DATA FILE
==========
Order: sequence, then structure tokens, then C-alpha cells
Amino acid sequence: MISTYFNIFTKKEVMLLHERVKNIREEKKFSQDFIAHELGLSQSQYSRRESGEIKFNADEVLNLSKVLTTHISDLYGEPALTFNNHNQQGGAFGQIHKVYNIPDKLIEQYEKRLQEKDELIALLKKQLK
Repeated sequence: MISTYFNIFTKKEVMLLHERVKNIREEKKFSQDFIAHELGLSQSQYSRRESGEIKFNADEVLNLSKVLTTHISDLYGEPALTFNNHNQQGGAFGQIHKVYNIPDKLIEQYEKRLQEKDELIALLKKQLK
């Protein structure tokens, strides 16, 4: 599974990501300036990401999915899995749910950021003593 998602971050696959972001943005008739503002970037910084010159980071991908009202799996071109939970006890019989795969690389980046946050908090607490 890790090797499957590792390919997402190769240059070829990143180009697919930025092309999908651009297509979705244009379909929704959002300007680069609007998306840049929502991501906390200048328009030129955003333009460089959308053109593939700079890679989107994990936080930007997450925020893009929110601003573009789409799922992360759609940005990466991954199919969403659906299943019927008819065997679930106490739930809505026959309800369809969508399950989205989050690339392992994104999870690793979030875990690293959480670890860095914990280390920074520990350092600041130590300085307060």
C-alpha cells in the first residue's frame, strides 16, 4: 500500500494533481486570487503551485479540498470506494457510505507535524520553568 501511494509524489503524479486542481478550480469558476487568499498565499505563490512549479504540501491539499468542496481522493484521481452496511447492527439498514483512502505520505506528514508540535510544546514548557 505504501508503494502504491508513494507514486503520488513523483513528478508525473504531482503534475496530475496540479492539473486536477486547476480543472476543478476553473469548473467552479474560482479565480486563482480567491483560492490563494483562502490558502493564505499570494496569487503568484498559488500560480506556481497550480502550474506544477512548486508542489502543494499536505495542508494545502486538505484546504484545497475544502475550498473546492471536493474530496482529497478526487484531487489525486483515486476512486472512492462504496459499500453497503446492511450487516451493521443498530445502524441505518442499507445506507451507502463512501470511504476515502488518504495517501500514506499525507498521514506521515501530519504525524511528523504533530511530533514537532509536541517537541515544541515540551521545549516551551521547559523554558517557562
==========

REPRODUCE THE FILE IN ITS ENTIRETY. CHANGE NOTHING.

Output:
Order: sequence, then structure tokens, then C-alpha cells
Amino acid sequence: MISTYFNIFTKKEVMLLHERVKNIREEKKFSQDFIAHELGLSQSQYSRRESGEIKFNADEVLNLSKVLTTHISDLYGEPALTFNNHNQQGGAFGQIHKVYNIPDKLIEQYEKRLQEKDELIALLKKQLK
Repeated sequence: MISTYFNIFTKKEVMLLHERVKNIREEKKFSQDFIAHELGLSQSQYSRRESGEIKFNADEVLNLSKVLTTHISDLYGEPALTFNNHNQQGGAFGQIHKVYNIPDKLIEQYEKRLQEKDELIALLKKQLK
């Protein structure tokens, strides 16, 4: 599974990501300036990401999915899995749910950021003593 998602971050696959972001943005008739503002970037910084010159980071991908009202799996071109939970006890019989795969690389980046946050908090607490 890790090797499957590792390919997402190769240059070829990143180009697919930025092309999908651009297509979705244009379909929704959002300007680069609007998306840049929502991501906390200048328009030129955003333009460089959308053109593939700079890679989107994990936080930007997450925020893009929110601003573009789409799922992360759609940005990466991954199919969403659906299943019927008819065997679930106490739930809505026959309800369809969508399950989205989050690339392992994104999870690793979030875990690293959480670890860095914990280390920074520990350092600041130590300085307060």
C-alpha cells in the first residue's frame, strides 16, 4: 500500500494533481486570487503551485479540498470506494457510505507535524520553568 501511494509524489503524479486542481478550480469558476487568499498565499505563490512549479504540501491539499468542496481522493484521481452496511447492527439498514483512502505520505506528514508540535510544546514548557 505504501508503494502504491508513494507514486503520488513523483513528478508525473504531482503534475496530475496540479492539473486536477486547476480543472476543478476553473469548473467552479474560482479565480486563482480567491483560492490563494483562502490558502493564505499570494496569487503568484498559488500560480506556481497550480502550474506544477512548486508542489502543494499536505495542508494545502486538505484546504484545497475544502475550498473546492471536493474530496482529497478526487484531487489525486483515486476512486472512492462504496459499500453497503446492511450487516451493521443498530445502524441505518442499507445506507451507502463512501470511504476515502488518504495517501500514506499525507498521514506521515501530519504525524511528523504533530511530533514537532509536541517537541515544541515540551521545549516551551521547559523554558517557562